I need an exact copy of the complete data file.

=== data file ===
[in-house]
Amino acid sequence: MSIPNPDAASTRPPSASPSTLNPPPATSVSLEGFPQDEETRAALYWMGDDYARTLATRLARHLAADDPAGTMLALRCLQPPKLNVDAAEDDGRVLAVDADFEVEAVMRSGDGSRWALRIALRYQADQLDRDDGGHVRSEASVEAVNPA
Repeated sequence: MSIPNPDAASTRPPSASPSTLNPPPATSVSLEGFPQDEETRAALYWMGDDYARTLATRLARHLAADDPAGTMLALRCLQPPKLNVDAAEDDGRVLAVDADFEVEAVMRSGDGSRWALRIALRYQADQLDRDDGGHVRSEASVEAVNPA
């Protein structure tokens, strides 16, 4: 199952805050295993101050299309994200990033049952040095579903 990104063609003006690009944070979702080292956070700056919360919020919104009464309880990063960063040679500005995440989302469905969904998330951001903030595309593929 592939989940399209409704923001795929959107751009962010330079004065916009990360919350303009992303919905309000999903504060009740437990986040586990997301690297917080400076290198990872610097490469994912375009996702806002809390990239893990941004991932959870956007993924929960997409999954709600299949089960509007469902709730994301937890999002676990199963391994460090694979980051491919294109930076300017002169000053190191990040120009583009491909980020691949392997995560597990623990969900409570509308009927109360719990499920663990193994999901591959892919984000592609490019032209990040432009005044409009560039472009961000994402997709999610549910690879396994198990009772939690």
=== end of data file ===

[in-house]
Amino acid sequence: MSIPNPDAASTRPPSASPSTLNPPPATSVSLEGFPQDEETRAALYWMGDDYARTLATRLARHLAADDPAGTMLALRCLQPPKLNVDAAEDDGRVLAVDADFEVEAVMRSGDGSRWALRIALRYQADQLDRDDGGHVRSEASVEAVNPA
Repeated sequence: MSIPNPDAASTRPPSASPSTLNPPPATSVSLEGFPQDEETRAALYWMGDDYARTLATRLARHLAADDPAGTMLALRCLQPPKLNVDAAEDDGRVLAVDADFEVEAVMRSGDGSRWALRIALRYQADQLDRDDGGHVRSEASVEAVNPA
């Protein structure tokens, strides 16, 4: 199952805050295993101050299309994200990033049952040095579903 990104063609003006690009944070979702080292956070700056919360919020919104009464309880990063960063040679500005995440989302469905969904998330951001903030595309593929 592939989940399209409704923001795929959107751009962010330079004065916009990360919350303009992303919905309000999903504060009740437990986040586990997301690297917080400076290198990872610097490469994912375009996702806002809390990239893990941004991932959870956007993924929960997409999954709600299949089960509007469902709730994301937890999002676990199963391994460090694979980051491919294109930076300017002169000053190191990040120009583009491909980020691949392997995560597990623990969900409570509308009927109360719990499920663990193994999901591959892919984000592609490019032209990040432009005044409009560039472009961000994402997709999610549910690879396994198990009772939690």